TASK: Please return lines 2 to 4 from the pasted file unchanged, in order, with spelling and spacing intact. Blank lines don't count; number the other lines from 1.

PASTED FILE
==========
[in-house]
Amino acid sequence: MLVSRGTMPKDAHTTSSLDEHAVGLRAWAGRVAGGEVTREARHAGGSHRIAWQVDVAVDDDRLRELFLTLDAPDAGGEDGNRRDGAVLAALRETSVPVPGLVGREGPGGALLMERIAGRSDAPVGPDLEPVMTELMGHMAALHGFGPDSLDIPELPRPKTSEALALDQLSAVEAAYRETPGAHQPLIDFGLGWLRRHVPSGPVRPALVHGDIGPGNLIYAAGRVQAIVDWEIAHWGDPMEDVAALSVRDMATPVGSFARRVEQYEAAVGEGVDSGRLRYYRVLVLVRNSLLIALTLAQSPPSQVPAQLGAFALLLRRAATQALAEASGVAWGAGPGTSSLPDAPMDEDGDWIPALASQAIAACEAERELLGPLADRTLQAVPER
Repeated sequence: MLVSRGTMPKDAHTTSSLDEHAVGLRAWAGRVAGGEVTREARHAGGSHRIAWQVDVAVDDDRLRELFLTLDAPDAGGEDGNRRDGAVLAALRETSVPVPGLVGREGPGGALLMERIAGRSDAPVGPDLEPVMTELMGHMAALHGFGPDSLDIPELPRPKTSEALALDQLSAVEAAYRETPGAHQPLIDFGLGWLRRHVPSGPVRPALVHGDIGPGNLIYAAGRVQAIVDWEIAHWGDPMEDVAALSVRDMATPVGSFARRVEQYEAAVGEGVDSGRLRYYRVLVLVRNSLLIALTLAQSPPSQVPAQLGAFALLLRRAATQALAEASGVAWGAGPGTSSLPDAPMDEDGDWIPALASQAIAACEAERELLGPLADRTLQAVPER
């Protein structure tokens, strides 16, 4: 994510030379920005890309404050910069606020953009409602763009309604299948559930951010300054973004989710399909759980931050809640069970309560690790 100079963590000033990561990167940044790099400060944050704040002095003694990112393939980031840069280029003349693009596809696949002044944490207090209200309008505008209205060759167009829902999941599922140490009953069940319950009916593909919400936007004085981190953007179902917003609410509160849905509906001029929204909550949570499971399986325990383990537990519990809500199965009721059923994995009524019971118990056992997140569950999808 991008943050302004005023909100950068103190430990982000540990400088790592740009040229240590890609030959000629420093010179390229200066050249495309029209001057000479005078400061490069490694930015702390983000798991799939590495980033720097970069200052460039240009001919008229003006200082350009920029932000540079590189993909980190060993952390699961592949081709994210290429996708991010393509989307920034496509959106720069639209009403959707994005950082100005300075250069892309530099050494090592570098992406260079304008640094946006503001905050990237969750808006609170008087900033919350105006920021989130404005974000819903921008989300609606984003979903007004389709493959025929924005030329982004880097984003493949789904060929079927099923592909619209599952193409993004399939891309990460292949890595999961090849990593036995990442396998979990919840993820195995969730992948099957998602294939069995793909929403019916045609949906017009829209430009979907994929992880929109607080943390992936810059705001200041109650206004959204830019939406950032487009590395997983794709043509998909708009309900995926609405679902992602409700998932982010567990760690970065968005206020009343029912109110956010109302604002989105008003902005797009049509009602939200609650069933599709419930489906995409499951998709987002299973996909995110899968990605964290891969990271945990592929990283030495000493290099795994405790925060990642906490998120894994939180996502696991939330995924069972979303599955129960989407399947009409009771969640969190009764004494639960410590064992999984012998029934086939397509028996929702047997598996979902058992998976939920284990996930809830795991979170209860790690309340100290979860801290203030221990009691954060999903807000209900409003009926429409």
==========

Amino acid sequence: MLVSRGTMPKDAHTTSSLDEHAVGLRAWAGRVAGGEVTREARHAGGSHRIAWQVDVAVDDDRLRELFLTLDAPDAGGEDGNRRDGAVLAALRETSVPVPGLVGREGPGGALLMERIAGRSDAPVGPDLEPVMTELMGHMAALHGFGPDSLDIPELPRPKTSEALALDQLSAVEAAYRETPGAHQPLIDFGLGWLRRHVPSGPVRPALVHGDIGPGNLIYAAGRVQAIVDWEIAHWGDPMEDVAALSVRDMATPVGSFARRVEQYEAAVGEGVDSGRLRYYRVLVLVRNSLLIALTLAQSPPSQVPAQLGAFALLLRRAATQALAEASGVAWGAGPGTSSLPDAPMDEDGDWIPALASQAIAACEAERELLGPLADRTLQAVPER
Repeated sequence: MLVSRGTMPKDAHTTSSLDEHAVGLRAWAGRVAGGEVTREARHAGGSHRIAWQVDVAVDDDRLRELFLTLDAPDAGGEDGNRRDGAVLAALRETSVPVPGLVGREGPGGALLMERIAGRSDAPVGPDLEPVMTELMGHMAALHGFGPDSLDIPELPRPKTSEALALDQLSAVEAAYRETPGAHQPLIDFGLGWLRRHVPSGPVRPALVHGDIGPGNLIYAAGRVQAIVDWEIAHWGDPMEDVAALSVRDMATPVGSFARRVEQYEAAVGEGVDSGRLRYYRVLVLVRNSLLIALTLAQSPPSQVPAQLGAFALLLRRAATQALAEASGVAWGAGPGTSSLPDAPMDEDGDWIPALASQAIAACEAERELLGPLADRTLQAVPER
């Protein structure tokens, strides 16, 4: 994510030379920005890309404050910069606020953009409602763009309604299948559930951010300054973004989710399909759980931050809640069970309560690790 100079963590000033990561990167940044790099400060944050704040002095003694990112393939980031840069280029003349693009596809696949002044944490207090209200309008505008209205060759167009829902999941599922140490009953069940319950009916593909919400936007004085981190953007179902917003609410509160849905509906001029929204909550949570499971399986325990383990537990519990809500199965009721059923994995009524019971118990056992997140569950999808 991008943050302004005023909100950068103190430990982000540990400088790592740009040229240590890609030959000629420093010179390229200066050249495309029209001057000479005078400061490069490694930015702390983000798991799939590495980033720097970069200052460039240009001919008229003006200082350009920029932000540079590189993909980190060993952390699961592949081709994210290429996708991010393509989307920034496509959106720069639209009403959707994005950082100005300075250069892309530099050494090592570098992406260079304008640094946006503001905050990237969750808006609170008087900033919350105006920021989130404005974000819903921008989300609606984003979903007004389709493959025929924005030329982004880097984003493949789904060929079927099923592909619209599952193409993004399939891309990460292949890595999961090849990593036995990442396998979990919840993820195995969730992948099957998602294939069995793909929403019916045609949906017009829209430009979907994929992880929109607080943390992936810059705001200041109650206004959204830019939406950032487009590395997983794709043509998909708009309900995926609405679902992602409700998932982010567990760690970065968005206020009343029912109110956010109302604002989105008003902005797009049509009602939200609650069933599709419930489906995409499951998709987002299973996909995110899968990605964290891969990271945990592929990283030495000493290099795994405790925060990642906490998120894994939180996502696991939330995924069972979303599955129960989407399947009409009771969640969190009764004494639960410590064992999984012998029934086939397509028996929702047997598996979902058992998976939920284990996930809830795991979170209860790690309340100290979860801290203030221990009691954060999903807000209900409003009926429409």